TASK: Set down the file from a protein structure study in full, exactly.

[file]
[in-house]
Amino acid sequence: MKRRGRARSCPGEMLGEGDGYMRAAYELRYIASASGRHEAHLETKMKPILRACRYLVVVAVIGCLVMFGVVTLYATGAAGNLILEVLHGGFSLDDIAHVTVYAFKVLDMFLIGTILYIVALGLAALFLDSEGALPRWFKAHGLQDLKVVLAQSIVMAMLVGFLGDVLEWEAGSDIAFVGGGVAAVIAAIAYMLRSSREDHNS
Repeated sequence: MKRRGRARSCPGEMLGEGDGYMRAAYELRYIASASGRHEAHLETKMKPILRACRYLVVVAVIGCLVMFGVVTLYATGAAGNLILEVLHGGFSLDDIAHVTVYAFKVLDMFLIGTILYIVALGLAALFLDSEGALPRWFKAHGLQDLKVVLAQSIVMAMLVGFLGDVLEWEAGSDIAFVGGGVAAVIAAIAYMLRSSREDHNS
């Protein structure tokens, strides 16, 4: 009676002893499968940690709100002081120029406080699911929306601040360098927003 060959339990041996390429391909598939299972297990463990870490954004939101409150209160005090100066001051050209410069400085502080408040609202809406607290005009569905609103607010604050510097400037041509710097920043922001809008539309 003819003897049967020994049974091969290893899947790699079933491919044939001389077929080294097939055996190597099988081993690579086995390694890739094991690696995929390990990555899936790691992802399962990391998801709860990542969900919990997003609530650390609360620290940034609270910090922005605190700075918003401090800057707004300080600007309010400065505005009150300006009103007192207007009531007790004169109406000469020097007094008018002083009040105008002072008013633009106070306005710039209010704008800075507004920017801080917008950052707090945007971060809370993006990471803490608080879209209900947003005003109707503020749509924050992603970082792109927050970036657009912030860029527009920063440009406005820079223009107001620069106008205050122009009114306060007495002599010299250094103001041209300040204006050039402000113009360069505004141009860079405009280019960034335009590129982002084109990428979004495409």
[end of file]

[in-house]
Amino acid sequence: MKRRGRARSCPGEMLGEGDGYMRAAYELRYIASASGRHEAHLETKMKPILRACRYLVVVAVIGCLVMFGVVTLYATGAAGNLILEVLHGGFSLDDIAHVTVYAFKVLDMFLIGTILYIVALGLAALFLDSEGALPRWFKAHGLQDLKVVLAQSIVMAMLVGFLGDVLEWEAGSDIAFVGGGVAAVIAAIAYMLRSSREDHNS
Repeated sequence: MKRRGRARSCPGEMLGEGDGYMRAAYELRYIASASGRHEAHLETKMKPILRACRYLVVVAVIGCLVMFGVVTLYATGAAGNLILEVLHGGFSLDDIAHVTVYAFKVLDMFLIGTILYIVALGLAALFLDSEGALPRWFKAHGLQDLKVVLAQSIVMAMLVGFLGDVLEWEAGSDIAFVGGGVAAVIAAIAYMLRSSREDHNS
């Protein structure tokens, strides 16, 4: 009676002893499968940690709100002081120029406080699911929306601040360098927003 060959339990041996390429391909598939299972297990463990870490954004939101409150209160005090100066001051050209410069400085502080408040609202809406607290005009569905609103607010604050510097400037041509710097920043922001809008539309 003819003897049967020994049974091969290893899947790699079933491919044939001389077929080294097939055996190597099988081993690579086995390694890739094991690696995929390990990555899936790691992802399962990391998801709860990542969900919990997003609530650390609360620290940034609270910090922005605190700075918003401090800057707004300080600007309010400065505005009150300006009103007192207007009531007790004169109406000469020097007094008018002083009040105008002072008013633009106070306005710039209010704008800075507004920017801080917008950052707090945007971060809370993006990471803490608080879209209900947003005003109707503020749509924050992603970082792109927050970036657009912030860029527009920063440009406005820079223009107001620069106008205050122009009114306060007495002599010299250094103001041209300040204006050039402000113009360069505004141009860079405009280019960034335009590129982002084109990428979004495409």